How To Position a Product

Car modelsUpdated December, 2019.

Stand out from the crowd and reap the rewards.

Product positioning is an important part of a product marketing strategy. It helps buyers and users understand where a product ‘fits’ in terms of what it offers and how it compares with competing products so that they can select the product that will best serve their needs.

Simple example: think of a major car manufacturer like Toyota. It has several distinct brands, each of which are designed with specific buyers in mind. Its utility vehicle Hilux is designed for “guys that like to get their hands dirty” whereas its small, zippy Yaris is for “urbanites to make short trips around the city”.

Why does product positioning matter?

For almost any idea or Product there are competing alternatives. Product Positioning is a core marketing tool that can help to convince potential buyers to select your product from the sea of other possibilities.

Product positioning feeds into the development of marketing activities like the channels where it’s sold and the messaging you use to promote it. Done well, product positioning can boost your sale price, sales volume and customer satisfaction. Done badly, even a strong product can fail.

Take note: buyers will draw their own conclusions on where your products fit, and your competitors will position their own products (and perhaps even try to cast yours in a negative light). For all these reasons, it’s worth taking the time to position your product correctly, before someone else does it for you.

Easy as S-T-P

Product positioning should not be rushed. Take the time to speak to customers, both existing and potential, to make sure you’re getting things right. While it can be a complex and lengthy process, you can break it down into three simple steps: Segmentation, Targeting and Positioning.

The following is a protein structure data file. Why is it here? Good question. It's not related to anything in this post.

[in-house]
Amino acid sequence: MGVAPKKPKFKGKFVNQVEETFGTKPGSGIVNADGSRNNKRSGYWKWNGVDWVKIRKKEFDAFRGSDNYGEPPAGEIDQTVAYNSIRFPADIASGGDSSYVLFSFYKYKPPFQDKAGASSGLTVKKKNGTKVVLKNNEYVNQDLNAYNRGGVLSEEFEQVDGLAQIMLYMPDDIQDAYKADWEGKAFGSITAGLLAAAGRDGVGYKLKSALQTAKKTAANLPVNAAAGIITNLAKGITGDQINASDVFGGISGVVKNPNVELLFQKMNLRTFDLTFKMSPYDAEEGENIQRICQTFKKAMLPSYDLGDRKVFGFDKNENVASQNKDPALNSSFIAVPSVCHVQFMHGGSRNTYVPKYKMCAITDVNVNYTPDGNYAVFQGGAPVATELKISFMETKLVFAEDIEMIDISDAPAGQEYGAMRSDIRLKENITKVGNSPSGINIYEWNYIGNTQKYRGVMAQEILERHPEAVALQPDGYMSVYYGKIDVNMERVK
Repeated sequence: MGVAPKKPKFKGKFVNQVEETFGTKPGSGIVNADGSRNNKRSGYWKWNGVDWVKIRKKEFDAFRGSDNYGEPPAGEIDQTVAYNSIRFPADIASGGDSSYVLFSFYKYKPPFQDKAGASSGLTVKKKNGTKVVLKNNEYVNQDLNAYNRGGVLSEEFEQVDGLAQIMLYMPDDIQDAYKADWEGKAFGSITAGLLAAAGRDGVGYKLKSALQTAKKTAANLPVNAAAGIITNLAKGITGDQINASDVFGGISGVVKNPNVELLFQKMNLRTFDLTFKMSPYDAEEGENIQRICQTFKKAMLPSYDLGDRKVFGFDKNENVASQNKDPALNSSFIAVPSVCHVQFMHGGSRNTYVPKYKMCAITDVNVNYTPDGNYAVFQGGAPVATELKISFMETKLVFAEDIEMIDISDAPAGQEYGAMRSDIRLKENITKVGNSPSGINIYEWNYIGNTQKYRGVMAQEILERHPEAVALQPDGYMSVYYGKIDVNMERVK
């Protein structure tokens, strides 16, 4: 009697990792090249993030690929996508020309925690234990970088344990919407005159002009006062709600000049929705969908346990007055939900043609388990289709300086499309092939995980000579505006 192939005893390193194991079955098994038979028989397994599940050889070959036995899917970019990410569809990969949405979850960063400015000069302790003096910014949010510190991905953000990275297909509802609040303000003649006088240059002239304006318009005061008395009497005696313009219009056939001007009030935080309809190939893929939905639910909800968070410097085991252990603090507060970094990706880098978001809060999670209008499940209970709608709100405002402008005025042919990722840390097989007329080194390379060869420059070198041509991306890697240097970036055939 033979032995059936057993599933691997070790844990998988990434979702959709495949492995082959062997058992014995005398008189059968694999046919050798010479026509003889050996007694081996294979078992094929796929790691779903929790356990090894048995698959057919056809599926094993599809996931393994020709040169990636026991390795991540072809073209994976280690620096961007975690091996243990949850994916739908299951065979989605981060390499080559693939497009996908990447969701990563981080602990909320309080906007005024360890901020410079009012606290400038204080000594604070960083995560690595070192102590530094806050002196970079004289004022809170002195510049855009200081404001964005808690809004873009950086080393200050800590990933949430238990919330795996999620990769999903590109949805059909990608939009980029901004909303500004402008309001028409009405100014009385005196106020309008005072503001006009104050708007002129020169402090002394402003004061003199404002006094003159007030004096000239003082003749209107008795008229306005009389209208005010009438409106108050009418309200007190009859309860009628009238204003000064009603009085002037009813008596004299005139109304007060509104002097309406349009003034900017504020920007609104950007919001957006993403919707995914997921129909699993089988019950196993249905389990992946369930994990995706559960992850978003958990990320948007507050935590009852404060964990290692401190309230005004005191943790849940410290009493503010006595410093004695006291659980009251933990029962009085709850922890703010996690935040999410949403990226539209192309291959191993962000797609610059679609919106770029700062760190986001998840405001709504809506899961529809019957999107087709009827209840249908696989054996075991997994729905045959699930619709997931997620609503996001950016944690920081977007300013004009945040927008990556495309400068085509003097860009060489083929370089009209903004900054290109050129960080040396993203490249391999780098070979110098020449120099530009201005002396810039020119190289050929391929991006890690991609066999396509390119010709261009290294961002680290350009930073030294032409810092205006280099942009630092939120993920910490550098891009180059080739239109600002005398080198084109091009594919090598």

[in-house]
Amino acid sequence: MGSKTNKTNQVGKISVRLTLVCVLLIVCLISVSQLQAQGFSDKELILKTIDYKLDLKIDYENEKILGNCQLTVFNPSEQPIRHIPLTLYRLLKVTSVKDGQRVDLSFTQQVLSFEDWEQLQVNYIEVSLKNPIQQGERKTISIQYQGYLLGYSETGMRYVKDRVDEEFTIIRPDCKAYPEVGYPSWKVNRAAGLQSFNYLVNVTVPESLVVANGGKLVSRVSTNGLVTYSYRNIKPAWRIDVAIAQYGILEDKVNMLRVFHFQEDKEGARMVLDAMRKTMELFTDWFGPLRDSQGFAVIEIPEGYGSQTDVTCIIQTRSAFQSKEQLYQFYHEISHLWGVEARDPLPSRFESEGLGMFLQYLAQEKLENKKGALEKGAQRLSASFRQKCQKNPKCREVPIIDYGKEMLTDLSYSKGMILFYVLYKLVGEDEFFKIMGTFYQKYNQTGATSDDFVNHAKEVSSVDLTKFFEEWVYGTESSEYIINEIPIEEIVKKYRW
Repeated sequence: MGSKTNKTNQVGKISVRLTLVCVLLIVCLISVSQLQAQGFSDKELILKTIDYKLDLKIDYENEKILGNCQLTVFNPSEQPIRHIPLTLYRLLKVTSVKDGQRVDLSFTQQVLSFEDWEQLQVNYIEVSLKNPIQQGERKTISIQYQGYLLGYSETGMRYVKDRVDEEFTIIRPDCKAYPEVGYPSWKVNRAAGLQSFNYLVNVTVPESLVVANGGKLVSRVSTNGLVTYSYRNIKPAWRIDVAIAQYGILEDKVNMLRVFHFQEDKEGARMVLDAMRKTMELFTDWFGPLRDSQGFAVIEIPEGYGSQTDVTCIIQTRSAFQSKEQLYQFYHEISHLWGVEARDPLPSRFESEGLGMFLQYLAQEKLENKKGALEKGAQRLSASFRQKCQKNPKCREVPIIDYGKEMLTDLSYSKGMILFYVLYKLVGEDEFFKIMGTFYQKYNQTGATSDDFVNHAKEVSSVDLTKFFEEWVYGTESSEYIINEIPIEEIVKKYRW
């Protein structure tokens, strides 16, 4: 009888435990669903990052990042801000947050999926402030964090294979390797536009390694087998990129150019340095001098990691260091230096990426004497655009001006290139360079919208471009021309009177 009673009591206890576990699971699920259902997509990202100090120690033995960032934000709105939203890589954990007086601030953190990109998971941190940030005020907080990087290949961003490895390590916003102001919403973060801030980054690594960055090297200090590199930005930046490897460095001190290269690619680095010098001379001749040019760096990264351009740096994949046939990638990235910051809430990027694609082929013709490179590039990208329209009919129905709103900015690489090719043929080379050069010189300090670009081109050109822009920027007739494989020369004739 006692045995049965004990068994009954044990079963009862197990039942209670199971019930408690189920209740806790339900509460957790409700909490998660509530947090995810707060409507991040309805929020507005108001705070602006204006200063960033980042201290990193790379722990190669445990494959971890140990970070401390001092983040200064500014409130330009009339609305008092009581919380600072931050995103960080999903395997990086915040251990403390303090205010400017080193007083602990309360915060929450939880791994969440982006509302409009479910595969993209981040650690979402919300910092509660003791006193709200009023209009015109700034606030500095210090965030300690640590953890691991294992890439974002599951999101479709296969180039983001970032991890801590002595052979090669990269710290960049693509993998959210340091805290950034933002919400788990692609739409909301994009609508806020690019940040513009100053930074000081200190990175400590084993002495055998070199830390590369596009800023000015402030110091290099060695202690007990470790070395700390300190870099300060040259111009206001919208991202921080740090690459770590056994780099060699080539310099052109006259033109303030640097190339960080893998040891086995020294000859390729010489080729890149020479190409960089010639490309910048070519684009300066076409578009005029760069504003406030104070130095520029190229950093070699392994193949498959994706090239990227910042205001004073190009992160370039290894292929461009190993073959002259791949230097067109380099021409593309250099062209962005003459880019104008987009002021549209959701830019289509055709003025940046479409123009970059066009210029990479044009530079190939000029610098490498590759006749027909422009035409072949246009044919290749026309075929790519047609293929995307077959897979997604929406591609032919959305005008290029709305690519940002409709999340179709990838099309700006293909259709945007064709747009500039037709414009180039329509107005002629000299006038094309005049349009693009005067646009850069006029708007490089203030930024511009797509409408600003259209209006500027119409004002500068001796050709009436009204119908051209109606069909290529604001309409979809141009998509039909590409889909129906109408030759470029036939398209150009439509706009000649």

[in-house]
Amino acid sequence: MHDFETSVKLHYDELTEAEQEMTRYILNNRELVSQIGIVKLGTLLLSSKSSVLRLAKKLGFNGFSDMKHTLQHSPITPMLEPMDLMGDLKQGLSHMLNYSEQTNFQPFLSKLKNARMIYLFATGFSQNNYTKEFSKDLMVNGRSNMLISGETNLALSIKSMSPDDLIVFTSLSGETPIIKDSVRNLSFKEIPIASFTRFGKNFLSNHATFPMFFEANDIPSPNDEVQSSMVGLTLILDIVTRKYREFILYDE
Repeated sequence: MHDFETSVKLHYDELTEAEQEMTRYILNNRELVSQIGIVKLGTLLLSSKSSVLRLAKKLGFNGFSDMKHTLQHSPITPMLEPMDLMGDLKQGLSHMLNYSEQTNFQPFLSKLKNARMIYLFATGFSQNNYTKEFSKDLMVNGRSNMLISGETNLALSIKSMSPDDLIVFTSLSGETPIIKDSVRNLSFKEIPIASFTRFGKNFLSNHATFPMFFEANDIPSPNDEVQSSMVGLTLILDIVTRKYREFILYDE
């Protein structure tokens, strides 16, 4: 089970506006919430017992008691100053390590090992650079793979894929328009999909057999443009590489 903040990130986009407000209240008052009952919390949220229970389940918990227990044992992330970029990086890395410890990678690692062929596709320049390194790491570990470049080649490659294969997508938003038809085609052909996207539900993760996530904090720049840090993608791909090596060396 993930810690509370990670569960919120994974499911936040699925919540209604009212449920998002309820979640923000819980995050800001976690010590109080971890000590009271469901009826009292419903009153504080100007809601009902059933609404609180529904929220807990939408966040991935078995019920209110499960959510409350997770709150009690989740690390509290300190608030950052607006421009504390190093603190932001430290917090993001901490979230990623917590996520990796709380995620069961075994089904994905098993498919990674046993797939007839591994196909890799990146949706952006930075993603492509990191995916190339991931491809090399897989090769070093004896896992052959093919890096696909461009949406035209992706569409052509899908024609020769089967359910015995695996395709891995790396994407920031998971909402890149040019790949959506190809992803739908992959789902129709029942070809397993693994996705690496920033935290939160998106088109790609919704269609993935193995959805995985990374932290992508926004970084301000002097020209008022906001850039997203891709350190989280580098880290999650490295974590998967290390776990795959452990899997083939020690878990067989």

Step 1: Segment the market

Before you can position a Product for a customer, you need to be able to describe who the customers are. Start off with a big-picture view. What is the market in which your product or service will be sold? What type of people do you imagine will get the most value from using it?

The fact is, no Product appeals to everyone. So, if you try to position your Product too broadly, you often don’t end up pleasing anyone enough for them to buy your product.

To overcome this, you should break your potential customers down into smaller “segments” with shared traits, characteristics and requirements until you have clearly defined groups that generally behave the same way in the specific situations that your product is intended for. These groups or “segments” are likely to have similar problems, pain points or frustrations and be interested in Products that solve these.

If you are segmenting for an existing Product, look at who your customers are and find out why they like your Product. What do they have in common? What makes them different from people who use competing, or similar products, in the market?

To uncover a valuable opportunity that a product can serve, you need to find a sizable customer group, which has a specific problem, in a clear context.

Opportunity Venn

The output of segmentation will be several possible groups of an overall market of customers. To effectively position your Product, you need to focus on one group at a time by “Targeting” the segments.

Read our “How to…” Segment your market guide for more information about this topic

Step 2: Target a specific segment

Now that you’ve split your market up into segments, you need to decide which one(s) you should focus on.

You should target whichever segment you think will give you the best return on your investment. Which segment is the most likely to use your Product and bring your organisation closer to its mission or purpose (whatever that is)?